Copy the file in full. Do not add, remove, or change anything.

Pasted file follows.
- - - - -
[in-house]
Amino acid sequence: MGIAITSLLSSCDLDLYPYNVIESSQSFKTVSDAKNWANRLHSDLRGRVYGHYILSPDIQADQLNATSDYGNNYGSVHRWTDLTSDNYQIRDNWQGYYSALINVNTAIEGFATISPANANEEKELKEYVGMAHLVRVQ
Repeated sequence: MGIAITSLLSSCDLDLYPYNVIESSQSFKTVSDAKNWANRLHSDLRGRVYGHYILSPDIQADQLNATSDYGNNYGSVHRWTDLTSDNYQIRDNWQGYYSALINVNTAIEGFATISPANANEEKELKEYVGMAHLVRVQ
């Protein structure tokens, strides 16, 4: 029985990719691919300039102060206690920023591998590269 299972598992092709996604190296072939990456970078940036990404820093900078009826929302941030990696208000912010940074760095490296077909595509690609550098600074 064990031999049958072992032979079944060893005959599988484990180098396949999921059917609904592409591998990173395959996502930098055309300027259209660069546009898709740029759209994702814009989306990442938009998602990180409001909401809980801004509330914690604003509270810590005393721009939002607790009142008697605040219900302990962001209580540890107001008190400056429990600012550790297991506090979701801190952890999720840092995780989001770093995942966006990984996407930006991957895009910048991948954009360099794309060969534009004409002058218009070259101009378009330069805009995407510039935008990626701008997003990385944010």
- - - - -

[in-house]
Amino acid sequence: MGIAITSLLSSCDLDLYPYNVIESSQSFKTVSDAKNWANRLHSDLRGRVYGHYILSPDIQADQLNATSDYGNNYGSVHRWTDLTSDNYQIRDNWQGYYSALINVNTAIEGFATISPANANEEKELKEYVGMAHLVRVQ
Repeated sequence: MGIAITSLLSSCDLDLYPYNVIESSQSFKTVSDAKNWANRLHSDLRGRVYGHYILSPDIQADQLNATSDYGNNYGSVHRWTDLTSDNYQIRDNWQGYYSALINVNTAIEGFATISPANANEEKELKEYVGMAHLVRVQ
């Protein structure tokens, strides 16, 4: 029985990719691919300039102060206690920023591998590269 299972598992092709996604190296072939990456970078940036990404820093900078009826929302941030990696208000912010940074760095490296077909595509690609550098600074 064990031999049958072992032979079944060893005959599988484990180098396949999921059917609904592409591998990173395959996502930098055309300027259209660069546009898709740029759209994702814009989306990442938009998602990180409001909401809980801004509330914690604003509270810590005393721009939002607790009142008697605040219900302990962001209580540890107001008190400056429990600012550790297991506090979701801190952890999720840092995780989001770093995942966006990984996407930006991957895009910048991948954009360099794309060969534009004409002058218009070259101009378009330069805009995407510039935008990626701008997003990385944010």